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Choice of boundary conditions

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Old   March 7, 2019, 12:46
Post Choice of boundary conditions
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Hello,


I am currently working on my school project and Im having some trouble with boundary conditions.



Simulation description:
Im simulating water nozzle with exit to atmosphere. Before the nozzle itself there is piping with 100 m length and before it there is hydraulic pump (Im modeling only the nozzle). Length of nozzle is 0,4 m and there is a contraction of diameter from 42 mm to 12 mm. What I know is that at the inlet of the nozzle is pressure of 1 820 000 Pa (measured in real conditions). Flow rate is 0,044 m3/s (measured on the pump). And outlet should be to atmospheric conditions. I'm using turbulent model k-omega SST.



Problem:
I've set inlet BC as pressure inlet and set pressure to 1 820 000 Pa. However I'm facing a problem at the outlet, where I've set pressure outlet at first and set atmospheric pressure (101 325 Pa), but I was getting weird results in the domain where there were local velocity maximums in the middle of pipe. During solution there was a lot of inlet backflow too.
Next I've set outlet BC as velocity inlet and calculated velocity from flow rate and set it as negative value (there is only velocity inlet, not velocity outlet), but I'm getting some strange pressure values where at the end of the nozzle the are pressure values like 1,2e-7 and so on. Backflow is occuring here too, but only for like first 25 iterations.



I would like to ask you for some advice about this, if someone have an idea how to set this right. I'm getting really desperate about this .


Thanks in advance for you advices
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Old   March 7, 2019, 15:13
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The most robust set of boundary conditions is a pressure inlet and pressure outlet. If you have trouble with these, then start debugging. Check for mesh quality, etc. Backflow for only 25 iterations is nothing. If it goes away then it goes away. Crank for a long time, thousands of iterations and see if the solution is still wildly oscillating or has converged (even if it converges to the wrong result).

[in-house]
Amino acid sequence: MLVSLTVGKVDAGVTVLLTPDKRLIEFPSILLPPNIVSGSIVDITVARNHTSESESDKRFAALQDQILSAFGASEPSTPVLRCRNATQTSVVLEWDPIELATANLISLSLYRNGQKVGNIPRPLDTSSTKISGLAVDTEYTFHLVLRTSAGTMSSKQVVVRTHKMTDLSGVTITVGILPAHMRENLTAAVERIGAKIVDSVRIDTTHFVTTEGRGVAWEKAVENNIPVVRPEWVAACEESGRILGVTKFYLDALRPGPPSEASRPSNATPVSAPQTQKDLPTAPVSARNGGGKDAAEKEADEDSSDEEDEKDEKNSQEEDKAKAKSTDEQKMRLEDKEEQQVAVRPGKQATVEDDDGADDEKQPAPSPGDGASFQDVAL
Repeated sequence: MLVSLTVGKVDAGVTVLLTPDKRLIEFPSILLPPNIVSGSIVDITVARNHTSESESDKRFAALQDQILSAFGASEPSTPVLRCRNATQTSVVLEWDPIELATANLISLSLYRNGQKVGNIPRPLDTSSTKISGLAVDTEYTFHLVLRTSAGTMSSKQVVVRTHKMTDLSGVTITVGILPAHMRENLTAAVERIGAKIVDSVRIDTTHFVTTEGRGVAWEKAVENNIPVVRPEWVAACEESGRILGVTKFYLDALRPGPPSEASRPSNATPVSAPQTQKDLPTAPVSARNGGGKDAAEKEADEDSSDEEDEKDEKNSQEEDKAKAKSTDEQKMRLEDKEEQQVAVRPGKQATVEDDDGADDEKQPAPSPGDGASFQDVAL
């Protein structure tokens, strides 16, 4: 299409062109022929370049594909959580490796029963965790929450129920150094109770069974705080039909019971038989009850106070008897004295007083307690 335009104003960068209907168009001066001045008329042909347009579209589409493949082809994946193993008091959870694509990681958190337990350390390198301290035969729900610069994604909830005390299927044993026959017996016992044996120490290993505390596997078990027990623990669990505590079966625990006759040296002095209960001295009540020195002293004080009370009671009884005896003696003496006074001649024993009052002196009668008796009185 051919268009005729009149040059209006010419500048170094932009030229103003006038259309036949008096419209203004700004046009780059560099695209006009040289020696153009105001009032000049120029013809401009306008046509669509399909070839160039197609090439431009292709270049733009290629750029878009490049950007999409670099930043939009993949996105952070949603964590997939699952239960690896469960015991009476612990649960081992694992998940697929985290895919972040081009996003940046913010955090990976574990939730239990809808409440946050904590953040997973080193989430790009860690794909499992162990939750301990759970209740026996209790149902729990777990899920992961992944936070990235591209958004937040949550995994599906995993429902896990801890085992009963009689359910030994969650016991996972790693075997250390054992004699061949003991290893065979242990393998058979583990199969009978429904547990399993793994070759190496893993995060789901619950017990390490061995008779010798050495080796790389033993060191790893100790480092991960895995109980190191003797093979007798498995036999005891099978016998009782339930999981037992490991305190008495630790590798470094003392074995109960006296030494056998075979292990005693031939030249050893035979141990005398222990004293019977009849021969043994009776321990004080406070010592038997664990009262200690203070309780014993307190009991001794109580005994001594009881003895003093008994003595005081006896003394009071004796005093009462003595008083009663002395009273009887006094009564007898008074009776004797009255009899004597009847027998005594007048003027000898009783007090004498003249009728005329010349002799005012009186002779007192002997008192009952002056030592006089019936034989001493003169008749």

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Old   March 8, 2019, 10:21
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Hello and thanks for the answer.


Simulations usually converge, it takes something like 200-300 iterations, but the result is obviously bad (attached picture). I'm really confused about this.


This is little bit confusing, when I approached my teacher with this problem I'm currently facing and described my settings. He was sure that problem is in usage of pressure inlet along with pressure outlet, so I changed outlet BC to velocity inlet and set negative velocity there (to get velocity outlet). And now you post that pressure inlet and pressure outlet is most robust combination, so I'm little confused .


So I'm little bit lost now. I crawled this forum for similar problems but I wasn't able to find something useful for problem of mine.


Any suggestions?


Thanks


image link: https://ibb.co/V067dsX
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Old   March 8, 2019, 10:33
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I agree with LuckyTran, I would go with pressure inlet/pressure outlet.
If you have backflow at inlet and for stability purposes just add some length to the inlet pipe, such as 40-50 cm.
If you have backflow at the outlet do the same for the outlet.
The restriction causes turbulence, so backflow is possibile if your nozzle length you are simulating is relatively short (just print velocity vectors to see if backflow is due to turbulence).

I simulated a lot of cases with venturi tubes and ejector, always with that type of boudaries.

Make sure your boundary conditions (pressure values) are correct and look carefully at your setup to be sure you have no errors in input data.


For convergence, let the residuls go down more than 10^-3; also check other convergence criteria, not only residuals.
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Old   March 8, 2019, 14:13
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Thank you very much!!


I'm gonna give it a try and I'll wrote here how it figured out...


I have one more question, since you mentioned proper definition of parameters at BCs. If I have exit to atmosphere at the end of the nozzle. Is it correct to set pressure on outlet boundary condition as atmospheric pressure? I'm wondering that at the exit of the nozzle there may be air with that pressure, but the pressure of the water would be different no? Or am I wrong?


Maybe this is stupid question, but since I'm quite a newcomer to this topic and I'm still learning, I would rather know for sure.


Thanks again I really appreciate your help!
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Old   March 8, 2019, 15:13
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It is correct, you can calculate the pressure drop in the outlet pipe (the portion of the pipe you re not simulating) and you can add that value to the atmospheric pressure, but I think you will find that they are negligible.
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